June 2018 SW Climate Update - ENSO Tracker
Assistant Research Professor, Arizona Institutes for Resilience
Assistant Professor of Anthropology, School of Anthropology
Ben McMahan joined CLIMAS after completing a PhD in Sociocultural Anthropology at the University of Arizona. His dissertation research was on hurricanes and disaster on the U.S. Gulf Coast, where he focused on
- Human interactions in dynamic social and environmental contexts,
- Risk perception and landscape changes during and after disaster, and
- Social network and policy responses to governance issues related to the acute threats of disaster; as they layer onto long term environmental issues and landscape scale changes.
He was also a key contributor to UA Bureau of Applied Research in Anthropology (BARA) collaborative/trans-disciplinary research on the social, economic, and environmental impacts of the US Oil and Gas industry (2007-2011), and the aftermath of the Deepwater Horizon oil spill (2010-2013).
At CLIMAS, his research activities included tracing how climate information is incorporated into regional decision maker networks, leading CLIMAS team research on the risks and effects of climate extremes, and collaborative research on the effects of climate variability on phenology and temporality of native plants in the region. He was also responsible for working to develop collaborative research opportunities and outreach efforts at CLIMAS, and as part of ongoing assessment and science/strategic planning, he contributed to strategic planning used to prioritize future research and outreach directions. He also coordinated publication of the monthly Southwest Climate Outlook, produced the Southwest Climate Podcasts, and was the online editor for CLIMAS’ blog - Southwestern Oscillations.
Oceanic and atmospheric conditions remained ENSO-neutral over the last month (Figs. 1-2), and most ENSO forecasts and outlooks reflect these conditions. On June 5, the Australian Bureau of Meteorology maintained its ENSO Outlook at “inactive,” with neutral conditions likely to persist through summer. However, the agency noted that models forecast warming conditions in surface temperatures in the tropical Pacific Ocean—a precursor to the emergence of an El Niño event. On June 11, the Japanese Meteorological Agency (JMA) saw an end to lingering La Niña conditions in spring 2018, a 70-percent chance of ENSO-neutral conditions over summer, and a 50-percent chance of either El Niño or neutral conditions this fall. On June 14, the NOAA Climate Prediction Center (CPC) issued an El Niño watch even while short-term conditions were expected to remain ENSO-neutral. CPC indicates a 50-percent chance of an El Niño event developing this fall and a 65-percent chance of El Niño conditions this winter. Similarly, but with earlier timing, the International Research Institute’s (IRI) June 19 ENSO Quick Look calls for a 50-percent chance of an El Niño event this summer and a 65-percent chance of El Niño over the fall. IRI predicts the event to be weak initially but to potentially reach moderate strength during the fall and winter. The North American Multi-Model Ensemble (NMME) returned to ENSO-neutral conditions, and despite uncertainty over the latter half of 2018, also is increasingly suggestive of a weak to moderate El Niño event by the end of 2018 (Fig. 3).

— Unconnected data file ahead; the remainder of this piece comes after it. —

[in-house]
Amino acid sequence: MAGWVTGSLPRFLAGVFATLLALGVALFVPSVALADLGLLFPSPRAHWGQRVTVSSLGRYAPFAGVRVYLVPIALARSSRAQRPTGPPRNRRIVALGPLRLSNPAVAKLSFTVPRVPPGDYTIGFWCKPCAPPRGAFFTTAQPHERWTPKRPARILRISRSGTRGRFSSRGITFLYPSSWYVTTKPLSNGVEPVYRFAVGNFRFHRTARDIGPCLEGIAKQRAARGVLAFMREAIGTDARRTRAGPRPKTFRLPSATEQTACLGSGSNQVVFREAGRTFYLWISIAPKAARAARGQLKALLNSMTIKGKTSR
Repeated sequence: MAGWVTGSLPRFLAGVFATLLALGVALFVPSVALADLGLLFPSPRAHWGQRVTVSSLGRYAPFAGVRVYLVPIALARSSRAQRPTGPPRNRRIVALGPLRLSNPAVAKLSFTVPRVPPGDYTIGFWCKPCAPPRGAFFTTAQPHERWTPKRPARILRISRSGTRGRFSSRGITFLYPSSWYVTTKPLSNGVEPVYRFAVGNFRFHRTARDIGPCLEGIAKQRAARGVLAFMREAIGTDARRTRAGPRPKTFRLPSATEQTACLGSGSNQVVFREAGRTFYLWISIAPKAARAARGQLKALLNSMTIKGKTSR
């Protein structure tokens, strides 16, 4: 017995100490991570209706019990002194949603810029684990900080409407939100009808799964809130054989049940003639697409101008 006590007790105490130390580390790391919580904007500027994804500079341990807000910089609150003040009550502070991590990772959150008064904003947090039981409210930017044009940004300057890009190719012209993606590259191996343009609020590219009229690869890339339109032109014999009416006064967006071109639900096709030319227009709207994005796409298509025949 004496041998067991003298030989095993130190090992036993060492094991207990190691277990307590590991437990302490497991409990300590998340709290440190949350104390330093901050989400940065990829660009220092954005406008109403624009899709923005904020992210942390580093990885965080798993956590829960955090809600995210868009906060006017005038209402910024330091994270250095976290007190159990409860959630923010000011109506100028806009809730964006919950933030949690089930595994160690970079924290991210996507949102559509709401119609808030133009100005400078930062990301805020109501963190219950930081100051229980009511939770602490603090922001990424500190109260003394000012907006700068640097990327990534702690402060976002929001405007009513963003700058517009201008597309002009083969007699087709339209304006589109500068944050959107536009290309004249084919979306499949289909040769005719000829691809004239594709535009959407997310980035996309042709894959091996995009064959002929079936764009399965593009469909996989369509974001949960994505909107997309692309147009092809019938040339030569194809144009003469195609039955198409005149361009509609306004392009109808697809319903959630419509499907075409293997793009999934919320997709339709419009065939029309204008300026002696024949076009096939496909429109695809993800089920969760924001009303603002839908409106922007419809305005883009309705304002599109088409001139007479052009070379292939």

Summary: As recently as last month, ENSO-neutral conditions were seen as a near-certainty over summer. Forecasters are increasingly bullish on the likelihood of an El Niño event by the end of 2018, and more recent outlooks have increased the chances of an earlier start. A closer look at how these forecasts compare to climatology captures how these seasonal forecasts compare to long-term patterns. The most recent IRI plots indicate a roughly 65-percent chance of El Niño (Fig. 4, red bars), which is approximately 30 percent higher than climatology (red line), while the roughly five-percent chance of La Niña (blue bars) is about 30 percent below climatology (blue line). This illustrates that 1) an El Niño event is increasingly possible by the end of 2018, but it is far from certain; 2) a La Niña event is all but impossible; and 3) the chance of ENSO-neutral conditions is roughly equivalent to climatology. It is still relatively early, but current indications are now favoring the formation of an El Niño in 2018.
- Figure 1 - Australian Bureau of Meteorology - bom.gov.au/climate/enso
- Figure 2 - NOAA - Climate Prediction Center - cpc.ncep.noaa.gov
- Figure 3 - International Research Institute for Climate and Society - iri.columbia.edu
- Figure 4 - NOAA - Climate Prediction Center - cpc.ncep.noaa.gov